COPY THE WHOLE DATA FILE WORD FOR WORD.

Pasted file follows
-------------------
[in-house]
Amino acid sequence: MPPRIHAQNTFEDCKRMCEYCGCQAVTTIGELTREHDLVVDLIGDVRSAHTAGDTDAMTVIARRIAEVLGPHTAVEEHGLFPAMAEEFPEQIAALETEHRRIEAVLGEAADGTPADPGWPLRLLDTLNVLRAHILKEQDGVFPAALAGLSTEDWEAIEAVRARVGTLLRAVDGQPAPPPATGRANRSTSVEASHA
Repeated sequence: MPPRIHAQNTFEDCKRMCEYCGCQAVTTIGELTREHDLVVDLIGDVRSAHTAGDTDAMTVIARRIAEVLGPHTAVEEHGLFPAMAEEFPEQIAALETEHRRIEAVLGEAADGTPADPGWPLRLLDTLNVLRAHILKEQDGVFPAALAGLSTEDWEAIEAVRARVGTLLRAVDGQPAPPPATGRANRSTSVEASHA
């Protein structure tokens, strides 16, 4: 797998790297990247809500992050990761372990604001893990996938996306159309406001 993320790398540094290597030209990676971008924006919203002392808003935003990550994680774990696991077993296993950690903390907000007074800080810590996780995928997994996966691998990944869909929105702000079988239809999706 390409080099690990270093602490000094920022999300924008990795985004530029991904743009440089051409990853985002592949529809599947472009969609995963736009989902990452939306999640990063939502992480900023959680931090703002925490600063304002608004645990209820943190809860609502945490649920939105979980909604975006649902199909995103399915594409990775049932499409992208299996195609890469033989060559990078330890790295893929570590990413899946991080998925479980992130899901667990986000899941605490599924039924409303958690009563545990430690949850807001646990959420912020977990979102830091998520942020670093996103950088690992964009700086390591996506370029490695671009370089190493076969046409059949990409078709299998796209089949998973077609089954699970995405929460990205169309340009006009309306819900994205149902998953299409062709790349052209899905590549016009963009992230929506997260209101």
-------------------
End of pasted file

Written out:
[in-house]
Amino acid sequence: MPPRIHAQNTFEDCKRMCEYCGCQAVTTIGELTREHDLVVDLIGDVRSAHTAGDTDAMTVIARRIAEVLGPHTAVEEHGLFPAMAEEFPEQIAALETEHRRIEAVLGEAADGTPADPGWPLRLLDTLNVLRAHILKEQDGVFPAALAGLSTEDWEAIEAVRARVGTLLRAVDGQPAPPPATGRANRSTSVEASHA
Repeated sequence: MPPRIHAQNTFEDCKRMCEYCGCQAVTTIGELTREHDLVVDLIGDVRSAHTAGDTDAMTVIARRIAEVLGPHTAVEEHGLFPAMAEEFPEQIAALETEHRRIEAVLGEAADGTPADPGWPLRLLDTLNVLRAHILKEQDGVFPAALAGLSTEDWEAIEAVRARVGTLLRAVDGQPAPPPATGRANRSTSVEASHA
């Protein structure tokens, strides 16, 4: 797998790297990247809500992050990761372990604001893990996938996306159309406001 993320790398540094290597030209990676971008924006919203002392808003935003990550994680774990696991077993296993950690903390907000007074800080810590996780995928997994996966691998990944869909929105702000079988239809999706 390409080099690990270093602490000094920022999300924008990795985004530029991904743009440089051409990853985002592949529809599947472009969609995963736009989902990452939306999640990063939502992480900023959680931090703002925490600063304002608004645990209820943190809860609502945490649920939105979980909604975006649902199909995103399915594409990775049932499409992208299996195609890469033989060559990078330890790295893929570590990413899946991080998925479980992130899901667990986000899941605490599924039924409303958690009563545990430690949850807001646990959420912020977990979102830091998520942020670093996103950088690992964009700086390591996506370029490695671009370089190493076969046409059949990409078709299998796209089949998973077609089954699970995405929460990205169309340009006009309306819900994205149902998953299409062709790349052209899905590549016009963009992230929506997260209101």